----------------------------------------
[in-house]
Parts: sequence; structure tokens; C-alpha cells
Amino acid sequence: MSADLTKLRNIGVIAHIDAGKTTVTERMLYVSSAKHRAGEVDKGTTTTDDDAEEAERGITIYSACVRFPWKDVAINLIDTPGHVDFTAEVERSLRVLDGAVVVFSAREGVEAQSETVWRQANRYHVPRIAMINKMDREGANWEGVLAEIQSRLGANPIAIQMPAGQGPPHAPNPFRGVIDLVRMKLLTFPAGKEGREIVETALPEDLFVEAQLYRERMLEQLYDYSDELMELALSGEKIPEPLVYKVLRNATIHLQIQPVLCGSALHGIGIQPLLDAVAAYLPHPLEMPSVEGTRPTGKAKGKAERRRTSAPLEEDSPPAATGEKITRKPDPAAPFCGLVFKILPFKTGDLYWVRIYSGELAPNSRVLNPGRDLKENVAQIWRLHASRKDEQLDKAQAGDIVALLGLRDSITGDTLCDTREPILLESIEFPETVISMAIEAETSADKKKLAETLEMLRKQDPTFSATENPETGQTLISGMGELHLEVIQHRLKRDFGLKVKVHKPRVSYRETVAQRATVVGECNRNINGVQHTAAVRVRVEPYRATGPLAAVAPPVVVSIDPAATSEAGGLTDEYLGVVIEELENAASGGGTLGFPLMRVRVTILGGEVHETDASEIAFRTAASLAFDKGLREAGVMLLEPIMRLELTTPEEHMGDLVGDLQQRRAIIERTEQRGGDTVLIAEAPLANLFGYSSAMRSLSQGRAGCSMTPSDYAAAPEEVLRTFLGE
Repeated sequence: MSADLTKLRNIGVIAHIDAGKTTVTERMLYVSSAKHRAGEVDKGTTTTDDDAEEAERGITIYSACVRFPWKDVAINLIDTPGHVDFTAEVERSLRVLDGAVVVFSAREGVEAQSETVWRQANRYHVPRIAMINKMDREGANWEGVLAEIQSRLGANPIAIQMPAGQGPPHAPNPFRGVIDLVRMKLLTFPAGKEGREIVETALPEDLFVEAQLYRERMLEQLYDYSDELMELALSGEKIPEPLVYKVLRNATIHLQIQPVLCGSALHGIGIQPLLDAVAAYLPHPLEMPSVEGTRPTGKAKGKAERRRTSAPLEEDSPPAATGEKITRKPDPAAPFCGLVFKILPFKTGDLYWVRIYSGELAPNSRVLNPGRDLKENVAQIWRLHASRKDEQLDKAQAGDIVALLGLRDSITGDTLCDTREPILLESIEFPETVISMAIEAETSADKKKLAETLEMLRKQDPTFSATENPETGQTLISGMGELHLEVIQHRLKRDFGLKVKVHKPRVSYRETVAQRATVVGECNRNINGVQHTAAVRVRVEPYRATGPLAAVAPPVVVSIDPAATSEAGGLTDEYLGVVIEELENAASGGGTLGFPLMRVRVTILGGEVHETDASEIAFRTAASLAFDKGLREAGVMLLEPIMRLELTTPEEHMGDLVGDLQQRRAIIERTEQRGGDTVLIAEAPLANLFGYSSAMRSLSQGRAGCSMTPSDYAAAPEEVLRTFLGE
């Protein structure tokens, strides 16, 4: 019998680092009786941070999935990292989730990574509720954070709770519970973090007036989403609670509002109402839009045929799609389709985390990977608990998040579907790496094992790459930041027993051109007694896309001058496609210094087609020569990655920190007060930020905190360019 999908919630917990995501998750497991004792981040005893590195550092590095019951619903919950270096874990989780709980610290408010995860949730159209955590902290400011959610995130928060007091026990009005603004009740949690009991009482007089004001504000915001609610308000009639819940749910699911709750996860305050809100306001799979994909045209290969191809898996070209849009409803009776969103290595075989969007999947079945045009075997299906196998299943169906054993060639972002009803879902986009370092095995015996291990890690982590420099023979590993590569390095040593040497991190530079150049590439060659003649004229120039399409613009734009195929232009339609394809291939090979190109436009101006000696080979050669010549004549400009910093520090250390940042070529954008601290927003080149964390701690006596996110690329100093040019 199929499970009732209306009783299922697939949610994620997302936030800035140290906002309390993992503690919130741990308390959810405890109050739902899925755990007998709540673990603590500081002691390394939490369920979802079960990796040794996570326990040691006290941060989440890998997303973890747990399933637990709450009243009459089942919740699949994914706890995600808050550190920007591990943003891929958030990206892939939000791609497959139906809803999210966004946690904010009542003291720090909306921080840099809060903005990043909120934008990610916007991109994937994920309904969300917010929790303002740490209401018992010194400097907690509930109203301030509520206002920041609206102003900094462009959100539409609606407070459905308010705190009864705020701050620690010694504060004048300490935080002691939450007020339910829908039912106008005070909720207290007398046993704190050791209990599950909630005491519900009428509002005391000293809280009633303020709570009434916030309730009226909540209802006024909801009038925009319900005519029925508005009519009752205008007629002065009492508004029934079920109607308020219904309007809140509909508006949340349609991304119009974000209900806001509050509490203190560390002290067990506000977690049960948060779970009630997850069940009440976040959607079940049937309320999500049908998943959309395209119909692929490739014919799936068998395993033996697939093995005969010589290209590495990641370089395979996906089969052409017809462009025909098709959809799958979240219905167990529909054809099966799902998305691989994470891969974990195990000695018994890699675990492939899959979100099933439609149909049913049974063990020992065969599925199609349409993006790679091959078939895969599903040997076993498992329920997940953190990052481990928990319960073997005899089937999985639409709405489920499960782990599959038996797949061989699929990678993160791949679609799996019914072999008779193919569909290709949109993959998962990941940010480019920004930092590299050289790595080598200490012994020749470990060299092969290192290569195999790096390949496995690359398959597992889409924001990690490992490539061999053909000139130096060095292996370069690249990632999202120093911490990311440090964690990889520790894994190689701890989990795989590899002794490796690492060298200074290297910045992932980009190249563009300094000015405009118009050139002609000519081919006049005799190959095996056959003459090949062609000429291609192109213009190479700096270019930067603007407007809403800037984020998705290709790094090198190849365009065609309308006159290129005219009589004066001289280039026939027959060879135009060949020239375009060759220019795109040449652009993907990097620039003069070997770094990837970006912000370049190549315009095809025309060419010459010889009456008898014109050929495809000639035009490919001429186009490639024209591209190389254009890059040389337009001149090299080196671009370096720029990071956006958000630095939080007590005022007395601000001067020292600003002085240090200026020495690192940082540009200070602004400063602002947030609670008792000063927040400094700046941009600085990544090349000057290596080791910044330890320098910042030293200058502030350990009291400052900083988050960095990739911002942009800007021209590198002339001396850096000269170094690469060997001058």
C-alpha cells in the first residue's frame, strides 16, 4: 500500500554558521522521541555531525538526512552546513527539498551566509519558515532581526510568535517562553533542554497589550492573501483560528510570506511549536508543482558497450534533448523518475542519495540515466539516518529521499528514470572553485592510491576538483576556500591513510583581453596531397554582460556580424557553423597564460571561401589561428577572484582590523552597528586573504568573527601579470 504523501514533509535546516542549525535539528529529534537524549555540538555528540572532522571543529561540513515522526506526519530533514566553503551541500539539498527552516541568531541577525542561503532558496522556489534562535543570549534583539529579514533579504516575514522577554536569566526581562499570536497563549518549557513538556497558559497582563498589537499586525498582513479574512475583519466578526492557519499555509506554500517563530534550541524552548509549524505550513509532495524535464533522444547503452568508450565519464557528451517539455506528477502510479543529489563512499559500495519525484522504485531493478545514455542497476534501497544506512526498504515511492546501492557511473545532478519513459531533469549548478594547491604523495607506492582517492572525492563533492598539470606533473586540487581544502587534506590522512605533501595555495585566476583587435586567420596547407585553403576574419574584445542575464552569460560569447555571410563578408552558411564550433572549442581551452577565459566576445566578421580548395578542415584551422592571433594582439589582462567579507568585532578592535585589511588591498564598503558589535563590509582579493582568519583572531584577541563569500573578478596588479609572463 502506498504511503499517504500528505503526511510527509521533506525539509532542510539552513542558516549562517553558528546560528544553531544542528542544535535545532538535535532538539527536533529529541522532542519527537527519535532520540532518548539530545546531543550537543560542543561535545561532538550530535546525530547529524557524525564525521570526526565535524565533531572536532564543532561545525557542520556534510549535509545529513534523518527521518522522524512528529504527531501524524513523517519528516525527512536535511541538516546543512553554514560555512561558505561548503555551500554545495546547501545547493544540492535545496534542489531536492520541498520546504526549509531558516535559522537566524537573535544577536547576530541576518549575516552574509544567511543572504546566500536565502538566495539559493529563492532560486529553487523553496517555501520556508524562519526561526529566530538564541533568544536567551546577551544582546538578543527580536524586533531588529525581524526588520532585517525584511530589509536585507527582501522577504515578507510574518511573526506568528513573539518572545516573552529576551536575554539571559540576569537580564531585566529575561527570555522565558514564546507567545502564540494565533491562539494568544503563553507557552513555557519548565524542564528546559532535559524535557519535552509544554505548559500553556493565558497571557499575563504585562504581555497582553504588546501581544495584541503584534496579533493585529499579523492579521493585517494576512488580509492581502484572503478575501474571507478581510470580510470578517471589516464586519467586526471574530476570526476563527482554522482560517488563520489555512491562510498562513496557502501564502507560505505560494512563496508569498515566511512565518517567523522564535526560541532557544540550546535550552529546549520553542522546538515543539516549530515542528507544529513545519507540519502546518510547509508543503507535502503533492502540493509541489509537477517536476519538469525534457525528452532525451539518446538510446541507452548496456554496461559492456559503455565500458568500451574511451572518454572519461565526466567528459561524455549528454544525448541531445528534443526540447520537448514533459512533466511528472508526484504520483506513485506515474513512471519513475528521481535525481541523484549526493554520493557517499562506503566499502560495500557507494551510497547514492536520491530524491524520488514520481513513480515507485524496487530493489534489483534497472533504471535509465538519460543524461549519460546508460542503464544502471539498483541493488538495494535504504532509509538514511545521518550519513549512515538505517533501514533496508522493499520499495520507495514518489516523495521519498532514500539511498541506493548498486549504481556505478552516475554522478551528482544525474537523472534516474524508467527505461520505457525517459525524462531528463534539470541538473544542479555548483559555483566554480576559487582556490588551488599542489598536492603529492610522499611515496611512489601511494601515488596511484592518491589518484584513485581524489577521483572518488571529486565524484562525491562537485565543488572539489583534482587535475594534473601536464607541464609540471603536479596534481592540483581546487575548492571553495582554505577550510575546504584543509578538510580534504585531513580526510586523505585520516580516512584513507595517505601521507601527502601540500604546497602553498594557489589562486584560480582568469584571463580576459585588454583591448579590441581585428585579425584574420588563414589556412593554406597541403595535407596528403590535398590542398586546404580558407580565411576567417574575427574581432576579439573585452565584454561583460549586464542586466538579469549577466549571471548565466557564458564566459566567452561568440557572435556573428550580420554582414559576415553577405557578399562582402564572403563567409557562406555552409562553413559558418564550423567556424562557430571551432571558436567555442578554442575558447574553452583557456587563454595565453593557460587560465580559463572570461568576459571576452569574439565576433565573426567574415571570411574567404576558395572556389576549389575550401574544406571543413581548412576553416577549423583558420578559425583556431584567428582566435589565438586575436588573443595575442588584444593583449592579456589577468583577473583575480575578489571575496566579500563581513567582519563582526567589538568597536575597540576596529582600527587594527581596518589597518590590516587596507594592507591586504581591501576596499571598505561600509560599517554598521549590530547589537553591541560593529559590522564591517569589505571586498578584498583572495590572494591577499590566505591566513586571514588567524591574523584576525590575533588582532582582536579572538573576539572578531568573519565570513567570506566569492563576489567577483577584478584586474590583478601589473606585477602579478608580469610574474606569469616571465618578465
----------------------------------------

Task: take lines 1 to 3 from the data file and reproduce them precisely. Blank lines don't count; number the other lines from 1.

[in-house]
Parts: sequence; structure tokens; C-alpha cells
Amino acid sequence: MSADLTKLRNIGVIAHIDAGKTTVTERMLYVSSAKHRAGEVDKGTTTTDDDAEEAERGITIYSACVRFPWKDVAINLIDTPGHVDFTAEVERSLRVLDGAVVVFSAREGVEAQSETVWRQANRYHVPRIAMINKMDREGANWEGVLAEIQSRLGANPIAIQMPAGQGPPHAPNPFRGVIDLVRMKLLTFPAGKEGREIVETALPEDLFVEAQLYRERMLEQLYDYSDELMELALSGEKIPEPLVYKVLRNATIHLQIQPVLCGSALHGIGIQPLLDAVAAYLPHPLEMPSVEGTRPTGKAKGKAERRRTSAPLEEDSPPAATGEKITRKPDPAAPFCGLVFKILPFKTGDLYWVRIYSGELAPNSRVLNPGRDLKENVAQIWRLHASRKDEQLDKAQAGDIVALLGLRDSITGDTLCDTREPILLESIEFPETVISMAIEAETSADKKKLAETLEMLRKQDPTFSATENPETGQTLISGMGELHLEVIQHRLKRDFGLKVKVHKPRVSYRETVAQRATVVGECNRNINGVQHTAAVRVRVEPYRATGPLAAVAPPVVVSIDPAATSEAGGLTDEYLGVVIEELENAASGGGTLGFPLMRVRVTILGGEVHETDASEIAFRTAASLAFDKGLREAGVMLLEPIMRLELTTPEEHMGDLVGDLQQRRAIIERTEQRGGDTVLIAEAPLANLFGYSSAMRSLSQGRAGCSMTPSDYAAAPEEVLRTFLGE